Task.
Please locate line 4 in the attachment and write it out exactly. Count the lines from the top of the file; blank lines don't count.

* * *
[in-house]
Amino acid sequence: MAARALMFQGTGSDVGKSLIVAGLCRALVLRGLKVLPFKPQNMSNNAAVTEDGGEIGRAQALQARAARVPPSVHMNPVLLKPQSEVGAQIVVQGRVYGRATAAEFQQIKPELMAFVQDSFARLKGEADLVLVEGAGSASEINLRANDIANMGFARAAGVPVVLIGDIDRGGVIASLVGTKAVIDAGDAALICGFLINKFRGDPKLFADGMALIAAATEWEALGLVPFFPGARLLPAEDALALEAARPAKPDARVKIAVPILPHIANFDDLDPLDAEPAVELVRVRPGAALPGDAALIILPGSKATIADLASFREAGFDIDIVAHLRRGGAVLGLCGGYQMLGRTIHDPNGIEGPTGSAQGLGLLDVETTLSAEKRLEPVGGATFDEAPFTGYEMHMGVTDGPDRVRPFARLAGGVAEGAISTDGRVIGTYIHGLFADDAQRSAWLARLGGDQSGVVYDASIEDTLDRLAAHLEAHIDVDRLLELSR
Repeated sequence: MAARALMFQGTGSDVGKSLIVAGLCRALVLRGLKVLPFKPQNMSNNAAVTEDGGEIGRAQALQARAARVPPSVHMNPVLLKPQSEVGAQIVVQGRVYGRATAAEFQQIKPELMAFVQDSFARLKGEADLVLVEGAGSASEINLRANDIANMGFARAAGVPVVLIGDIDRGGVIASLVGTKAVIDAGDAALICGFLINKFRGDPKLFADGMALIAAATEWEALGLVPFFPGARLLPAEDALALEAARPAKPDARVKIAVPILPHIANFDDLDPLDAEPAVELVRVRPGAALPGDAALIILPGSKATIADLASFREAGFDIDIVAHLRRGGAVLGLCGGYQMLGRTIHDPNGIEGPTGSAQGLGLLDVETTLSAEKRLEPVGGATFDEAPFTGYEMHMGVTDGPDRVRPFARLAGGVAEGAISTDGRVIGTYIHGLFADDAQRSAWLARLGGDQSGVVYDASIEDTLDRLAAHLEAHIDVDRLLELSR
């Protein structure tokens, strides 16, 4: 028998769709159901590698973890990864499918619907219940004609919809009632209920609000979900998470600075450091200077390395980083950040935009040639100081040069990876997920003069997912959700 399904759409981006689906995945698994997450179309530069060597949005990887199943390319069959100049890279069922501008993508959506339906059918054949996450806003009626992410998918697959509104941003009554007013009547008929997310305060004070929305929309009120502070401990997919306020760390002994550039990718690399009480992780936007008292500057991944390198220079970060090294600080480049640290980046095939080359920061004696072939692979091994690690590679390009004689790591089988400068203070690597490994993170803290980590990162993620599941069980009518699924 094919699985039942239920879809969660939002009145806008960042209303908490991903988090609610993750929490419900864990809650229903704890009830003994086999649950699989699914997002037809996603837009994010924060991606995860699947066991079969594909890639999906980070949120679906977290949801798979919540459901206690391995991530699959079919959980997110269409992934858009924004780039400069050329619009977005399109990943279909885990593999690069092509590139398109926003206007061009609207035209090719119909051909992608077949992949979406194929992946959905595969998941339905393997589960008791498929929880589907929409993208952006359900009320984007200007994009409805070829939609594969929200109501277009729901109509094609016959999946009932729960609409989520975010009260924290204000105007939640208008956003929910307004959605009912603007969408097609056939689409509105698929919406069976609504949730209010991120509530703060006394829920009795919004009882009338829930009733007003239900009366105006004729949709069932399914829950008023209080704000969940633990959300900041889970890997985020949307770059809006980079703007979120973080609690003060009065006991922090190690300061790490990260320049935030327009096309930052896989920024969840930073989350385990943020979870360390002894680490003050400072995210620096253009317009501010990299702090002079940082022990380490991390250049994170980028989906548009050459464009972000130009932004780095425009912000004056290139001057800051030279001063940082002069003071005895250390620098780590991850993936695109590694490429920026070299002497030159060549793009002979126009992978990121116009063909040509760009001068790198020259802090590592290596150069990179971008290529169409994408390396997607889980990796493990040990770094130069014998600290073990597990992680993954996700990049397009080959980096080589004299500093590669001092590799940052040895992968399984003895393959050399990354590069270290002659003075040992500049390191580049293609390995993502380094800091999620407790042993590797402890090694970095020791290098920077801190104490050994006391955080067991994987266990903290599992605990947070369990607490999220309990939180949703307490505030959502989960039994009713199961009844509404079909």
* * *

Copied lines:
């Protein structure tokens, strides 16, 4: 028998769709159901590698973890990864499918619907219940004609919809009632209920609000979900998470600075450091200077390395980083950040935009040639100081040069990876997920003069997912959700 399904759409981006689906995945698994997450179309530069060597949005990887199943390319069959100049890279069922501008993508959506339906059918054949996450806003009626992410998918697959509104941003009554007013009547008929997310305060004070929305929309009120502070401990997919306020760390002994550039990718690399009480992780936007008292500057991944390198220079970060090294600080480049640290980046095939080359920061004696072939692979091994690690590679390009004689790591089988400068203070690597490994993170803290980590990162993620599941069980009518699924 094919699985039942239920879809969660939002009145806008960042209303908490991903988090609610993750929490419900864990809650229903704890009830003994086999649950699989699914997002037809996603837009994010924060991606995860699947066991079969594909890639999906980070949120679906977290949801798979919540459901206690391995991530699959079919959980997110269409992934858009924004780039400069050329619009977005399109990943279909885990593999690069092509590139398109926003206007061009609207035209090719119909051909992608077949992949979406194929992946959905595969998941339905393997589960008791498929929880589907929409993208952006359900009320984007200007994009409805070829939609594969929200109501277009729901109509094609016959999946009932729960609409989520975010009260924290204000105007939640208008956003929910307004959605009912603007969408097609056939689409509105698929919406069976609504949730209010991120509530703060006394829920009795919004009882009338829930009733007003239900009366105006004729949709069932399914829950008023209080704000969940633990959300900041889970890997985020949307770059809006980079703007979120973080609690003060009065006991922090190690300061790490990260320049935030327009096309930052896989920024969840930073989350385990943020979870360390002894680490003050400072995210620096253009317009501010990299702090002079940082022990380490991390250049994170980028989906548009050459464009972000130009932004780095425009912000004056290139001057800051030279001063940082002069003071005895250390620098780590991850993936695109590694490429920026070299002497030159060549793009002979126009992978990121116009063909040509760009001068790198020259802090590592290596150069990179971008290529169409994408390396997607889980990796493990040990770094130069014998600290073990597990992680993954996700990049397009080959980096080589004299500093590669001092590799940052040895992968399984003895393959050399990354590069270290002659003075040992500049390191580049293609390995993502380094800091999620407790042993590797402890090694970095020791290098920077801190104490050994006391955080067991994987266990903290599992605990947070369990607490999220309990939180949703307490505030959502989960039994009713199961009844509404079909």